Communication between Annie and Tucker allows both - though at different speeds - to decide their lives can be better if they change them. The process of maturing requires both face their demons and conquer them. By the end of the book, both have succeeded.
In telling the story, Hornby presents us with his usual cast of damaged but thoroughly realistic and recognizable characters. What made the book even better was the insertion of the storyline into the structure of his (and my) all-consuming love of music. His description of how consumed with their own hubris the `Crowe-ologists' are was humorous and unnerving. There's a scene early on in which Annie and Duncan (that's her companion's name) go into the men's room of a bar in Minneapolis because it's supposed to be the location of Crowe's epiphany. Having taken the tour of Liverpool to see most every spot where something went on involving The Beatles, I found the implication a bit too close for comfort!
The big message is not that we need to get a life beyond music...we shouldn't. But, we do need to better address our responsibilities and obligations.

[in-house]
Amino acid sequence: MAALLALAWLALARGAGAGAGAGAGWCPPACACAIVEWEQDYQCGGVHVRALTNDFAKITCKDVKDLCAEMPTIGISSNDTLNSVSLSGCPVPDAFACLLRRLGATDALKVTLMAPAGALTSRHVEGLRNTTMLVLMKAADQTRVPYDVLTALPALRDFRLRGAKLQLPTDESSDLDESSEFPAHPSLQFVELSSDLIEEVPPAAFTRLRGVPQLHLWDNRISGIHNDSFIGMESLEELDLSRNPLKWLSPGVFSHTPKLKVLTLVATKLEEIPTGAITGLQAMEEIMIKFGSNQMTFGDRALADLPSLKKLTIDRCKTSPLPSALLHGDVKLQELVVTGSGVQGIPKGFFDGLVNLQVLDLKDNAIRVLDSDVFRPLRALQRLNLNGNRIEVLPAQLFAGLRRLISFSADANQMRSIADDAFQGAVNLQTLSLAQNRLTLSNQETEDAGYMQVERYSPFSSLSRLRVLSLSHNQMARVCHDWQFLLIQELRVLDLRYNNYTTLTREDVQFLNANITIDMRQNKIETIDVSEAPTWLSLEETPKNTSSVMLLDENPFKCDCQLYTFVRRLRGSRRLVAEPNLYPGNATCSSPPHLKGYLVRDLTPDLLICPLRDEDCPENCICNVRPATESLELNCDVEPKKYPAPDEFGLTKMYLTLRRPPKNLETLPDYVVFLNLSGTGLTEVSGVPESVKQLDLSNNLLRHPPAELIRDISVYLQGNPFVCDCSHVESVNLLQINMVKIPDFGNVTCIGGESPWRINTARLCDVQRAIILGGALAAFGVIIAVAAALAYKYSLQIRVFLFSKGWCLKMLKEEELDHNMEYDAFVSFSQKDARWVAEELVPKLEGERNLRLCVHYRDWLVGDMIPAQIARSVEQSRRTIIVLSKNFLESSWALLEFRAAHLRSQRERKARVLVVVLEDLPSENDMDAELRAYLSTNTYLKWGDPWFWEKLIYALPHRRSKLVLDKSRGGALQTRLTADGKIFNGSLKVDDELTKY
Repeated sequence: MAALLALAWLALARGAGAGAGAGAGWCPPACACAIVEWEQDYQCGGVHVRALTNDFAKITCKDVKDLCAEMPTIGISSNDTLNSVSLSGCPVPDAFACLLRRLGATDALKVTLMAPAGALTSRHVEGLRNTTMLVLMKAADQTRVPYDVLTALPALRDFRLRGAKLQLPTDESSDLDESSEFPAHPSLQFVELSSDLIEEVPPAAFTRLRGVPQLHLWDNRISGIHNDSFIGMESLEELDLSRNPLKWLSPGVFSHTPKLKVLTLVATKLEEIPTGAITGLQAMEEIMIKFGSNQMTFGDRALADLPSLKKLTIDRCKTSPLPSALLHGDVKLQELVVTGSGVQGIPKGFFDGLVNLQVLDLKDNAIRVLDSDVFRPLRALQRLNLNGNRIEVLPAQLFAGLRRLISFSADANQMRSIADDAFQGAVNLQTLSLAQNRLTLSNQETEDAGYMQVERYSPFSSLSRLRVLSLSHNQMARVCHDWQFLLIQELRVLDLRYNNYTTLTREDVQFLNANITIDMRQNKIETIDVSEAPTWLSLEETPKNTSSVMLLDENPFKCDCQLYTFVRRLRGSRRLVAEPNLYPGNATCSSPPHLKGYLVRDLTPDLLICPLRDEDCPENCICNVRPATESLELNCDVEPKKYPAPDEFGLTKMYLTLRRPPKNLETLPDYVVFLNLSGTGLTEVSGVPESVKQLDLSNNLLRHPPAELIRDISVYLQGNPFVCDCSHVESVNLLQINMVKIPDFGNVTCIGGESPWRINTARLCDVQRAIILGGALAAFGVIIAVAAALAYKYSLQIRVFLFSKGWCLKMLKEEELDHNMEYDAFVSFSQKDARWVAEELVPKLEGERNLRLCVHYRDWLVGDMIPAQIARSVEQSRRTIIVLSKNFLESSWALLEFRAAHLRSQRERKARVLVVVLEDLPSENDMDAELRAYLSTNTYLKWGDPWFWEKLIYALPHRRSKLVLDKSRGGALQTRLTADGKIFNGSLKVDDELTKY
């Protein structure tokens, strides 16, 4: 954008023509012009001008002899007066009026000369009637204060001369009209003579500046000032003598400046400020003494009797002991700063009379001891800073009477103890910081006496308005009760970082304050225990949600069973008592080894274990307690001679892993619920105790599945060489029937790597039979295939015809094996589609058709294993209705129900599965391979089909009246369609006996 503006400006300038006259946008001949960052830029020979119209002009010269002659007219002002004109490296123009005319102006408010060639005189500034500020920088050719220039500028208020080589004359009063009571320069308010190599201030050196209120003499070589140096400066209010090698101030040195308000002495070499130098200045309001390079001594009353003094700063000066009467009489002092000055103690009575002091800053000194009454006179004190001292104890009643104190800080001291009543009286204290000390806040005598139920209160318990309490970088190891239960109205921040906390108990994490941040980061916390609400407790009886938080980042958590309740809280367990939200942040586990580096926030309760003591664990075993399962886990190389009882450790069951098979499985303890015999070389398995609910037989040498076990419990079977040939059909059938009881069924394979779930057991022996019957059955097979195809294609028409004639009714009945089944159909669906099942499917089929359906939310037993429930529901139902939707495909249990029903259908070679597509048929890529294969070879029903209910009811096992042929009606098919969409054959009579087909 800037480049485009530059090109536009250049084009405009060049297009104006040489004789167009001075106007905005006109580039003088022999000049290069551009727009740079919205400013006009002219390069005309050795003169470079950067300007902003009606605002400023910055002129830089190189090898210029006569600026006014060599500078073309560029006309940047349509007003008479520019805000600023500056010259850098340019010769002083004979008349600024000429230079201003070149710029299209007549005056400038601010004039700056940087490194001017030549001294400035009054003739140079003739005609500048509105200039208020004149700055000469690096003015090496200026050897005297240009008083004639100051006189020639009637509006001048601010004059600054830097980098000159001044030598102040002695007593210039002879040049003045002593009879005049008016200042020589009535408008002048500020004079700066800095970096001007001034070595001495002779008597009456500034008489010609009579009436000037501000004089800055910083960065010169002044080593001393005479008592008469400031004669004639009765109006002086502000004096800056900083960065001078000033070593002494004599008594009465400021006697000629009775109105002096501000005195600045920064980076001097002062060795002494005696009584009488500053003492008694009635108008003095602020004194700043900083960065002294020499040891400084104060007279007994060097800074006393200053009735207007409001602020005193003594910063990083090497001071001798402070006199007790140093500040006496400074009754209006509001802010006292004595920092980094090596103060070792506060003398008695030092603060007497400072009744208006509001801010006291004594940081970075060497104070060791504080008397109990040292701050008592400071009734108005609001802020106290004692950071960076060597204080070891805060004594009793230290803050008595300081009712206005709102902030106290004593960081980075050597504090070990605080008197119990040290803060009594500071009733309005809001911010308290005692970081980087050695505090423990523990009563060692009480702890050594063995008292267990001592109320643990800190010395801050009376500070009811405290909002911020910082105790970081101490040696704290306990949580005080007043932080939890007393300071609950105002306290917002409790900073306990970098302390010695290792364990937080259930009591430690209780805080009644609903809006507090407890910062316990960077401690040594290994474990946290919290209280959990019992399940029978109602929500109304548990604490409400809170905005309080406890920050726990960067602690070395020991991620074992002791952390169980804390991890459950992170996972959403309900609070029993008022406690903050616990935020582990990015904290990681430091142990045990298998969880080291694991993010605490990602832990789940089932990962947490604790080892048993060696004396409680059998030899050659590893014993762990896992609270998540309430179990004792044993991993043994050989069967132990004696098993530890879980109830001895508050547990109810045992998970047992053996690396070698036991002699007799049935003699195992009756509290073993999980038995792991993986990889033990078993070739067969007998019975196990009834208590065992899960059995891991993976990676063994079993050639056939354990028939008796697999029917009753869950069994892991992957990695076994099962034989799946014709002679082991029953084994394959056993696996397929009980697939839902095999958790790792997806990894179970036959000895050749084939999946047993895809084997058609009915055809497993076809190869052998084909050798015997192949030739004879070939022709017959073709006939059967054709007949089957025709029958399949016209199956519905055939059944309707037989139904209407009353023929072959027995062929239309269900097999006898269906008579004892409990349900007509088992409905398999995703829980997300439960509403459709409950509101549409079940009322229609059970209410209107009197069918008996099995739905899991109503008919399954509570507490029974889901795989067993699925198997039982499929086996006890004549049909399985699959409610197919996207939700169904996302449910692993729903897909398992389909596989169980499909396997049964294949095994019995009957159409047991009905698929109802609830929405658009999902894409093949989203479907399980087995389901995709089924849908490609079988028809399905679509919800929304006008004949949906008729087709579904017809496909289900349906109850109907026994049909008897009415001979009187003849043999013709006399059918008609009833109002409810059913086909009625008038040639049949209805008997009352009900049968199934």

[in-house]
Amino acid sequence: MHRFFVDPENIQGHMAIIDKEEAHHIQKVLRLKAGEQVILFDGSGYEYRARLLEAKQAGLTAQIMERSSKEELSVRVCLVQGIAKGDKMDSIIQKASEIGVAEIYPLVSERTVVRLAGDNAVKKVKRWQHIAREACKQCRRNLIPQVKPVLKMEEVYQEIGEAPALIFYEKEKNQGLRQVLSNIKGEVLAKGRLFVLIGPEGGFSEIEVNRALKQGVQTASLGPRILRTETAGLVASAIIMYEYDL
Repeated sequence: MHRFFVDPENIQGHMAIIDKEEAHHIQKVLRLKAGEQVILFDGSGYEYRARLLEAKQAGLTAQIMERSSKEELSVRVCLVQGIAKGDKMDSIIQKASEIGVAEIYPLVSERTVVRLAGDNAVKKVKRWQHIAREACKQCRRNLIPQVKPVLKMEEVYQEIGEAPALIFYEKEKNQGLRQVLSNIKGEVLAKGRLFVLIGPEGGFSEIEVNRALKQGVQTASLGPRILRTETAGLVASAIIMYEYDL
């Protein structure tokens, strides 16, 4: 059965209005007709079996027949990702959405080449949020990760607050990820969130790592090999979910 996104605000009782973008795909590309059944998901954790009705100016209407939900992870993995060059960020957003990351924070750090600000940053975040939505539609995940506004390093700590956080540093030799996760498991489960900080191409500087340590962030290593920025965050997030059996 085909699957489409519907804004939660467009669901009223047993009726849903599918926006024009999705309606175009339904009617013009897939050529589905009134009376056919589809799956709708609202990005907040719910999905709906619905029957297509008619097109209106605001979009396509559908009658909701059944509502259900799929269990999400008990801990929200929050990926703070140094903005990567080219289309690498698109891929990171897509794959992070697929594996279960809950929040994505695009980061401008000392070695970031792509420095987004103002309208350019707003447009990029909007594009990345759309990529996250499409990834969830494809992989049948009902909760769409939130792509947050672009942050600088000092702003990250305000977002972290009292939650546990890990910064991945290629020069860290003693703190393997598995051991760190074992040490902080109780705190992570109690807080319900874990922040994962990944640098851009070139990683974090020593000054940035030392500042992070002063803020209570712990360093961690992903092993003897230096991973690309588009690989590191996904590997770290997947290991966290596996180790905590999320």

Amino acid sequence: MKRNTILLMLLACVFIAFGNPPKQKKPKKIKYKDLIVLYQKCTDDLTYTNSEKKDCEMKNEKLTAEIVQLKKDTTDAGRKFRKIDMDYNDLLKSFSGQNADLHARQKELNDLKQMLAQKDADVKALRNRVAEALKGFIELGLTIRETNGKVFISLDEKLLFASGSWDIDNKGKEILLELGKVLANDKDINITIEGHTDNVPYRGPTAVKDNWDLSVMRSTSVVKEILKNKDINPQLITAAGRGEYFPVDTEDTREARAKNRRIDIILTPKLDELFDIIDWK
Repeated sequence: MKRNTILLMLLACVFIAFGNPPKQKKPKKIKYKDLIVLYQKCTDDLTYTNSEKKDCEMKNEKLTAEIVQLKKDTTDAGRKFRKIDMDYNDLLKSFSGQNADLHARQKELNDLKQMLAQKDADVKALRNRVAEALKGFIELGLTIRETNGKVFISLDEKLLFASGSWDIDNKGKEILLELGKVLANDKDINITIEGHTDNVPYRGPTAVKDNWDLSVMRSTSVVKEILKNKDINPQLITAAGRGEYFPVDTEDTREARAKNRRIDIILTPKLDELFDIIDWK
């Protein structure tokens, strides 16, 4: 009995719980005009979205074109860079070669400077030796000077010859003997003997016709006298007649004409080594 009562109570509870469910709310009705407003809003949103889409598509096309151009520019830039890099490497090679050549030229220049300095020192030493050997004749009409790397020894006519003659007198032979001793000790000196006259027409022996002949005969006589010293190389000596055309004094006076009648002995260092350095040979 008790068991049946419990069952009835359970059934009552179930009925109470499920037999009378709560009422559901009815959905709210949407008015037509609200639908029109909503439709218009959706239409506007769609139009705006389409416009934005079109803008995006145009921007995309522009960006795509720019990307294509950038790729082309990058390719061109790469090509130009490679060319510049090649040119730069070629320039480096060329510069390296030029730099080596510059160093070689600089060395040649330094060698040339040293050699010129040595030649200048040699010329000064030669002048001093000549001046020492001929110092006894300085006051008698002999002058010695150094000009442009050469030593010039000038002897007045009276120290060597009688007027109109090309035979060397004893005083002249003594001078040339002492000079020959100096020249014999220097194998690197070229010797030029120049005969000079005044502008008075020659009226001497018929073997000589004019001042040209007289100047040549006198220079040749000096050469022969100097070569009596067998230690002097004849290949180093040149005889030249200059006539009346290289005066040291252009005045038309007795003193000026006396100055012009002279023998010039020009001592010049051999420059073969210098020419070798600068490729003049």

I was a little disappointed in the ending for about three hours. More I mulled it around in my mind I had to ask myself where else would it end? How else could it? After my reflection I started to feel more satisfied with the ending than I did at first. I liked the characters, even if at times they weren't all that likeable. There weren't large leaps of faith or spurts of growth to any of them but they all grew or changed in ways I suspect would be more life altering than we might expect at first glance.
Eventually the story had to end so why not where the lines are a little blurry, where a reader might question if it was positive or depressing or incomplete or something else entirely. For the moment I like to think "the end" lays in many directions and I won't commit to just one direction for now. I enjoyed the ride regardless.
I almost missed my turn off the interstate when I heard the name of a real, somewhat obscure R&B singer, Major Lance. I actually met Major Lance when I was volunteering in a prison where he was incarcerated back in the early 80's! I still shake my head in amazement when I think that his name was mentioned in this book more than once!